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Tanzanian farmers mobilize for agroecology, food sovereignty and Pan-Africanism

On November 17-18, over 400 smallholder farmers gathered for the 27th annual meeting of MVIWATA or the National Network of Small-Scale Farmers Groups in Tanzania. Peoples Dispatch spoke to them about their struggle for dignity and justice

Hundreds of smallholder farmers gathered in the city of Morogoro on November 17 and 18 for the 27th Annual General Meeting (AGM) of Mtandao wa Vikundi vya Wakulima Tanzania or the National Network of Small-Scale Farmers Groups in Tanzania (MVIWATA). 

The organization was founded in 1993 by self-organized farmers in the wake of the country’s first Structural Adjustment Program (SAP) under the IMF and the World Bank between 1986 to 1989. The neoliberal reforms ushered in during this period marked an absolute departure from Tanzania’s centrally-planned economy under socialist president and leading anti-colonial figure Julius K. Nyerere.

In 1967, Nyerere issued the Arusha Declaration, committing Tanzania to the principles of socialism and self-reliance and paving the way for nationalization of key industries and the collectivization of agriculture. “The peasantry and the workers were declared as the engines of the Tanzanian economy, there was massive state investment geared towards them. Farmers were depending on the government and selling their produce through cooperatives,” Theodora Pius, the Head of Program at MVIWATA, told Peoples Dispatch

However, this changed with the withdrawal of the state in the SAP-era reforms. At the same time, Pius added, while there were strong cooperatives of farmers growing cotton, tea, and coffee, other farmers growing maize and small grains were not a part of these collectives. Under these circumstances, MVIWATA was born. “Groups of farmers came together and decided that they would travel throughout Tanzania to call on peasants to unite and have a unified voice, to demand their inclusion in national policies, to demand better prices for our produce, and to provide alternatives on agricultural extension services. It was their dream to ensure that MVIWATA goes to every village in Tanzania,” Pius said.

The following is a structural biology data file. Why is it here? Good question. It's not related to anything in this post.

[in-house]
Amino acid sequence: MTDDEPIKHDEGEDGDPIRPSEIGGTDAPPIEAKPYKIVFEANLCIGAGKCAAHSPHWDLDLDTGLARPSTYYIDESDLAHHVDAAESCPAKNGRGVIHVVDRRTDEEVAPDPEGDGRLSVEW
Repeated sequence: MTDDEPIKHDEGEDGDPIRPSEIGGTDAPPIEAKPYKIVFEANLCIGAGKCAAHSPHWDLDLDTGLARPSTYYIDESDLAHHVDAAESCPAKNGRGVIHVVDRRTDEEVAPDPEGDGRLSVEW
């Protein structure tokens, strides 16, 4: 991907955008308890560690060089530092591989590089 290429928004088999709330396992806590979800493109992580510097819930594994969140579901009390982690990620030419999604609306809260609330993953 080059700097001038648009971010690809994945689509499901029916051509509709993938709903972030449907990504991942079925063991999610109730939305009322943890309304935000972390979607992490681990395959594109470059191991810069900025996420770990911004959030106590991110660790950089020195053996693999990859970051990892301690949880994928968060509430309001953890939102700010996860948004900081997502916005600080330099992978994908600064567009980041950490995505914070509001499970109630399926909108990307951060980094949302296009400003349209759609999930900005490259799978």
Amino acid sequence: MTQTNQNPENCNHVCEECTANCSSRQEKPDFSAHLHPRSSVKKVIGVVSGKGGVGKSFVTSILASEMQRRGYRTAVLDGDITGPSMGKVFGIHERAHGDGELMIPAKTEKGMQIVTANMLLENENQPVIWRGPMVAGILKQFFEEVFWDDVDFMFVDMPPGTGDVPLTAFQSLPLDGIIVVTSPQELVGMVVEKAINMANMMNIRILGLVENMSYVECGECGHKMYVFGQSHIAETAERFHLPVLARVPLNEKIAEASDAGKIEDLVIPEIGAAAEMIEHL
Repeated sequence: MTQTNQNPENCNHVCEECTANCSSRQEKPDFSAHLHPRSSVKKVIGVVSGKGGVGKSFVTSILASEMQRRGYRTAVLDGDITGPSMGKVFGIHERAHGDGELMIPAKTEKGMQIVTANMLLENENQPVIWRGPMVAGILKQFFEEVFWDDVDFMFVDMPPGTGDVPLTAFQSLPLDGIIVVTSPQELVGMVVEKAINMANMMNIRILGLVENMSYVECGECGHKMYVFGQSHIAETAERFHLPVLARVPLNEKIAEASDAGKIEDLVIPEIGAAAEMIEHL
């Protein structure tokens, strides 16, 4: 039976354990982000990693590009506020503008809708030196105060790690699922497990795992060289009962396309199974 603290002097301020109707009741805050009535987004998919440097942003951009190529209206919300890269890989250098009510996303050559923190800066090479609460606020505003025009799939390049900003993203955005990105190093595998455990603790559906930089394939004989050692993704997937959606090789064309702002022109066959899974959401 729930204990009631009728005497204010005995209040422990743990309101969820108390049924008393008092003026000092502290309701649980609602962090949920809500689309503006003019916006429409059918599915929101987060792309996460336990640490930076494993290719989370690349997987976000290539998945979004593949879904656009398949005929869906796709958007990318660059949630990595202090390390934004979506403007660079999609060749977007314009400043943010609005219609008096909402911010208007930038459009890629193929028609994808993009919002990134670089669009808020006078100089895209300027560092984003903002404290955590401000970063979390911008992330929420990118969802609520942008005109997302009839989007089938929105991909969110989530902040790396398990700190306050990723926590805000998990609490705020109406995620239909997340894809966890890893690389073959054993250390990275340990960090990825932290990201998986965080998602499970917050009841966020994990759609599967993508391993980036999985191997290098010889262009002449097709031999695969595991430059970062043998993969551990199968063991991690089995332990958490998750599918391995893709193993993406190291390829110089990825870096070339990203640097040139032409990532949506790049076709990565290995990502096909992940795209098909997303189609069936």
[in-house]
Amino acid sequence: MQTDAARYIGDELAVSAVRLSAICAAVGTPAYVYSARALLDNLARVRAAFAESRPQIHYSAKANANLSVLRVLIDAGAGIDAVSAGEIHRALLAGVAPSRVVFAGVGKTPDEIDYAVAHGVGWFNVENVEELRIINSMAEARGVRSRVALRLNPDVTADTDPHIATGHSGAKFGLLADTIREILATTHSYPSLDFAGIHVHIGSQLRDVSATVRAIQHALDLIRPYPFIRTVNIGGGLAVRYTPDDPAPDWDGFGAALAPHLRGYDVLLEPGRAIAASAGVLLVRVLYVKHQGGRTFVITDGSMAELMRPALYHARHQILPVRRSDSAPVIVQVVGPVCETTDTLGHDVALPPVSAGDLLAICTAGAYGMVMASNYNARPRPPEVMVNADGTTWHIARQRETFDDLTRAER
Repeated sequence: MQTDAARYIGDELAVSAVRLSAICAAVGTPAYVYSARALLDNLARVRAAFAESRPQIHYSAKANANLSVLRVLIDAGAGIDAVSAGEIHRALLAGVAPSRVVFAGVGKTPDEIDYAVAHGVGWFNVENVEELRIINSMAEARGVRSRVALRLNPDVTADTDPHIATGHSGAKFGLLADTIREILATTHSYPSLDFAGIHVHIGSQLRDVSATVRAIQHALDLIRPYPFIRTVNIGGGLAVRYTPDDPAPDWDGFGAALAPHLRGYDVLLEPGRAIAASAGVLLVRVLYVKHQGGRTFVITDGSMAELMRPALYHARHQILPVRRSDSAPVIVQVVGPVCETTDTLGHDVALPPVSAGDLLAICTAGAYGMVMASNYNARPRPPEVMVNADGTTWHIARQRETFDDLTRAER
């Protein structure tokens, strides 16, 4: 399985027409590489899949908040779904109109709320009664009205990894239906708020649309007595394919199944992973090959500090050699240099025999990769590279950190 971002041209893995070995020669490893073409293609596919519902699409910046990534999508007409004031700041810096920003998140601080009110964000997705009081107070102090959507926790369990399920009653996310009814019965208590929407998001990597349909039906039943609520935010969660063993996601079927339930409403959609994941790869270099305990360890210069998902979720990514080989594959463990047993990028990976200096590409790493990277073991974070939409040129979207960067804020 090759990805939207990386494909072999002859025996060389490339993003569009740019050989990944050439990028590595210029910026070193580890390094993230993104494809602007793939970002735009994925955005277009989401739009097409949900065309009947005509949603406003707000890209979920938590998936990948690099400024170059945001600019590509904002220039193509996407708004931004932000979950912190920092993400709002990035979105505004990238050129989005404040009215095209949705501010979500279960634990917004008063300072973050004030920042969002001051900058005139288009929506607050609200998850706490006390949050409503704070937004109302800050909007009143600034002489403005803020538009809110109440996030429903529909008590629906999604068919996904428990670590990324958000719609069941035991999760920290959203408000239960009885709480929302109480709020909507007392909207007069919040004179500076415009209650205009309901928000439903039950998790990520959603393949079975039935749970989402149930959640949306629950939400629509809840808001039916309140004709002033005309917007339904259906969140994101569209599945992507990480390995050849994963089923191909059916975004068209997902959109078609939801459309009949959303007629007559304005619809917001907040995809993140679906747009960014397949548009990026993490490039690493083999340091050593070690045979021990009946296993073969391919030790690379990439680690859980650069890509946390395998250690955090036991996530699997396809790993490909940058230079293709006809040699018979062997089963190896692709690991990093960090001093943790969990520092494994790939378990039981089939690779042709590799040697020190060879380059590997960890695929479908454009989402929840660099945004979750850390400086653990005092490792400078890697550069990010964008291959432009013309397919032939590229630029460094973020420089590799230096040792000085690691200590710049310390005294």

Ensuring dignity and justice for farmers

MVIWATA has organized farmers stretching from groups at the grassroots all the way to a national network as the issues that it was founded to address three decades ago continue to persist in Tanzania today. 

“The system that oppressed the farmers in the late 80s and the 90s is the same today, it has just changed faces. Our priorities have remained the same, we continue to speak on issues of land, on markets, on access to finance – just the context has changed,” Pius said. In response, MVIWATA has continued to update its strategies. 

Leading up to this year’s meeting, the organization developed its 2022-2026 strategic plans, identifying six areas of priority. The first is to “retain the dignity of the farmers as a class.” The second area is agroecology and food sovereignty. “The agribusiness model has been used against our people, our rights, and the planet. This model has taken away our land, our seeds, our culture and our dignity,” Pius said.

“Agroecology and food sovereignty is an alternative system which tells us that farmers can produce in a just system that respects the rights of the producers and the consumers, the environment and biodiversity. It tells us that we can produce keeping in mind that food is a right, not just a mere product to be sold.”